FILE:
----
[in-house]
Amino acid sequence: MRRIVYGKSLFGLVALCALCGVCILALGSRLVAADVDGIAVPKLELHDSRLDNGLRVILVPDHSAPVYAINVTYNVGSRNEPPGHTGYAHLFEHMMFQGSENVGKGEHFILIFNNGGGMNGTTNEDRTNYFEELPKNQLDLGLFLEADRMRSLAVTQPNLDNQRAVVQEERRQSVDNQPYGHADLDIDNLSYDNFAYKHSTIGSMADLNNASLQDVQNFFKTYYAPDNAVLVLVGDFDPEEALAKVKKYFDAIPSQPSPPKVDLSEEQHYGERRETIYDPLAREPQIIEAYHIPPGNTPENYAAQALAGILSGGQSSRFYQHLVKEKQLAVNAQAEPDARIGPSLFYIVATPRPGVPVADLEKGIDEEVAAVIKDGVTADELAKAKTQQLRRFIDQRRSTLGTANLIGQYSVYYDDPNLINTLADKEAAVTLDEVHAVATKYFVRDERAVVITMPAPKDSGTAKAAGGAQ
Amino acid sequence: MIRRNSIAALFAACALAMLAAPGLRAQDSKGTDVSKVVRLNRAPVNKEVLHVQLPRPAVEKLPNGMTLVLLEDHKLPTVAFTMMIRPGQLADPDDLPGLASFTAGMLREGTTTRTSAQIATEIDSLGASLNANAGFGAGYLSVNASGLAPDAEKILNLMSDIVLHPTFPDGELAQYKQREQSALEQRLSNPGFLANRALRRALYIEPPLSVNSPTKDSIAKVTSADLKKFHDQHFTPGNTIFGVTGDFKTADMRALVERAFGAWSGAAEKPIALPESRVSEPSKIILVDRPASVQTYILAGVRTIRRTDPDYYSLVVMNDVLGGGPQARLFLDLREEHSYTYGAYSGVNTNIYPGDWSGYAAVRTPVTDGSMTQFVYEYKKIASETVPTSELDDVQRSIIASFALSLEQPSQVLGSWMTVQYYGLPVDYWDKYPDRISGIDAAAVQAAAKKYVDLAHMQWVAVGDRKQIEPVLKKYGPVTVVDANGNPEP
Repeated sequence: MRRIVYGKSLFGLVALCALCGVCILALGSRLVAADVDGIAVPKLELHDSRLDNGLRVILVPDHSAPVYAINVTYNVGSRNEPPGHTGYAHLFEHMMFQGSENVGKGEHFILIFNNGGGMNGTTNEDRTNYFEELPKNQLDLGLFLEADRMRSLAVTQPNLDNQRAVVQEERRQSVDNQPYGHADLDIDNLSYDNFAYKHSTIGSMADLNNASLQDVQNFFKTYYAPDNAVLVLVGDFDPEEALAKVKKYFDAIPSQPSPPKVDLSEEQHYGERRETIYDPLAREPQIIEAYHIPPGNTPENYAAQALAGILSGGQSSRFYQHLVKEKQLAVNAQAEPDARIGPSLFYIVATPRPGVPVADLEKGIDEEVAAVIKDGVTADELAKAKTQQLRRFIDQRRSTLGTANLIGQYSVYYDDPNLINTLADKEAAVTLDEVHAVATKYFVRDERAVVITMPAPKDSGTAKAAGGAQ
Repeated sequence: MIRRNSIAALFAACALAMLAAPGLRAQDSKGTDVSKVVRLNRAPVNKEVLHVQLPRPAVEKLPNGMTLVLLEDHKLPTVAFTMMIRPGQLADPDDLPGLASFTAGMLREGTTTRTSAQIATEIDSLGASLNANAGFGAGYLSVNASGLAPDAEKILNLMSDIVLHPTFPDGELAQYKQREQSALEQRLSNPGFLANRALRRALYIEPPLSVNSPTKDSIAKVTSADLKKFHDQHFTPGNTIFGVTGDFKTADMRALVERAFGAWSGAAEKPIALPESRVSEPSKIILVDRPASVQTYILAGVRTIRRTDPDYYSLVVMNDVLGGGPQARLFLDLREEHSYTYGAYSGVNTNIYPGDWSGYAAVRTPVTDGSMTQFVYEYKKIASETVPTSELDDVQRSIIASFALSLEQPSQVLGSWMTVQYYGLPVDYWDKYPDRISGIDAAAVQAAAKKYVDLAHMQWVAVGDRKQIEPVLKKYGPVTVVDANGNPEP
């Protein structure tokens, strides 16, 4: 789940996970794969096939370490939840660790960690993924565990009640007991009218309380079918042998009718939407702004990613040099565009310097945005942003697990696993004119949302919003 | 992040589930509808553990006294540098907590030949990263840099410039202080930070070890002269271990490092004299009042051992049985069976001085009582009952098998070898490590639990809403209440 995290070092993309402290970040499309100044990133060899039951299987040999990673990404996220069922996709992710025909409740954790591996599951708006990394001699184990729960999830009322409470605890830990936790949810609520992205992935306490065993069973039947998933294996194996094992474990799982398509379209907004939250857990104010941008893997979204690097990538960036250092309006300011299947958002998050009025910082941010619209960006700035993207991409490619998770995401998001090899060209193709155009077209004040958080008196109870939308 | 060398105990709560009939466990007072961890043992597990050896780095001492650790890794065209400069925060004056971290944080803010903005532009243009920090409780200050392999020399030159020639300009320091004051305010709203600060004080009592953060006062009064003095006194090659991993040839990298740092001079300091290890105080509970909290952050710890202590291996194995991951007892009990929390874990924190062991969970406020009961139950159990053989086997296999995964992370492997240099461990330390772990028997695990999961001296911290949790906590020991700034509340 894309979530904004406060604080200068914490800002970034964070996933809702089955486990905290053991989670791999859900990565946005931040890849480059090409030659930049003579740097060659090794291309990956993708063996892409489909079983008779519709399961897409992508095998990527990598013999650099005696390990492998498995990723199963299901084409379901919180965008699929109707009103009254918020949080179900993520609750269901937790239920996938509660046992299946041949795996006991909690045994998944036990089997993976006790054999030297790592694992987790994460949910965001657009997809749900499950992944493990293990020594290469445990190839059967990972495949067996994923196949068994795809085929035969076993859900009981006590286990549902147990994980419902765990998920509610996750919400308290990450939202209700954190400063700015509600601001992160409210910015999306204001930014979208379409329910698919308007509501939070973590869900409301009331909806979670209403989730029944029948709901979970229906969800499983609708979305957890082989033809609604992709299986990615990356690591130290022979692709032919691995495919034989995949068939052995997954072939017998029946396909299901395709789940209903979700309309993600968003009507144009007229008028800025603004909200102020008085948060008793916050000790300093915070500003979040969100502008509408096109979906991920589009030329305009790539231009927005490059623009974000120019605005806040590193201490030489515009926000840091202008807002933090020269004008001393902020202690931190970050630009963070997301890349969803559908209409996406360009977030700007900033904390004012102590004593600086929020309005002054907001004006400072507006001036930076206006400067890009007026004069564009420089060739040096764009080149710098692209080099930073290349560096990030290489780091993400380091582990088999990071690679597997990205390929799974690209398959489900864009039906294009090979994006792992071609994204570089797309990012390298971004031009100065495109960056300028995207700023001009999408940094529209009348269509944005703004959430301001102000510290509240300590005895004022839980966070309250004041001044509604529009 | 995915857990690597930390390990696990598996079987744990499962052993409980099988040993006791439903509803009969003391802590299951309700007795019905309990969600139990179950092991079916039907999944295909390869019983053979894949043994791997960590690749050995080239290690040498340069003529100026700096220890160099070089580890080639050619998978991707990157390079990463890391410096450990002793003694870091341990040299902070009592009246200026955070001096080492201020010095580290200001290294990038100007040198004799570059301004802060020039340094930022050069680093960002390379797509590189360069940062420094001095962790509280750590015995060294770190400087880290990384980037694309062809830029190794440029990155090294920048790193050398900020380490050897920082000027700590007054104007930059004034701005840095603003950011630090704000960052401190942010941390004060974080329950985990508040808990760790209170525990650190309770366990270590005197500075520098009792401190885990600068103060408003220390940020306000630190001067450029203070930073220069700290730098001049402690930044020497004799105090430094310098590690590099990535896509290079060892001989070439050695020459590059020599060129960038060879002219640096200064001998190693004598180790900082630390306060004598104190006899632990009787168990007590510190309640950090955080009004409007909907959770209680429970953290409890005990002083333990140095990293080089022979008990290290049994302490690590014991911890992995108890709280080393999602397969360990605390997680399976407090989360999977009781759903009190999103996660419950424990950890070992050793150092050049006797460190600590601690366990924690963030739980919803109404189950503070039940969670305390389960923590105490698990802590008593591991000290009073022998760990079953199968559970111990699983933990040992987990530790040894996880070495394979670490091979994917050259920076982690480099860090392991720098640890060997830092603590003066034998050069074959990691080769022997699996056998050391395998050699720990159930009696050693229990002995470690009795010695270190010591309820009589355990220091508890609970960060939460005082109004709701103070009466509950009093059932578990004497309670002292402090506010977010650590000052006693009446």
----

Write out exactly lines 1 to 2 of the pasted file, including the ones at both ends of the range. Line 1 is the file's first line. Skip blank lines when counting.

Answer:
[in-house]
Amino acid sequence: MRRIVYGKSLFGLVALCALCGVCILALGSRLVAADVDGIAVPKLELHDSRLDNGLRVILVPDHSAPVYAINVTYNVGSRNEPPGHTGYAHLFEHMMFQGSENVGKGEHFILIFNNGGGMNGTTNEDRTNYFEELPKNQLDLGLFLEADRMRSLAVTQPNLDNQRAVVQEERRQSVDNQPYGHADLDIDNLSYDNFAYKHSTIGSMADLNNASLQDVQNFFKTYYAPDNAVLVLVGDFDPEEALAKVKKYFDAIPSQPSPPKVDLSEEQHYGERRETIYDPLAREPQIIEAYHIPPGNTPENYAAQALAGILSGGQSSRFYQHLVKEKQLAVNAQAEPDARIGPSLFYIVATPRPGVPVADLEKGIDEEVAAVIKDGVTADELAKAKTQQLRRFIDQRRSTLGTANLIGQYSVYYDDPNLINTLADKEAAVTLDEVHAVATKYFVRDERAVVITMPAPKDSGTAKAAGGAQ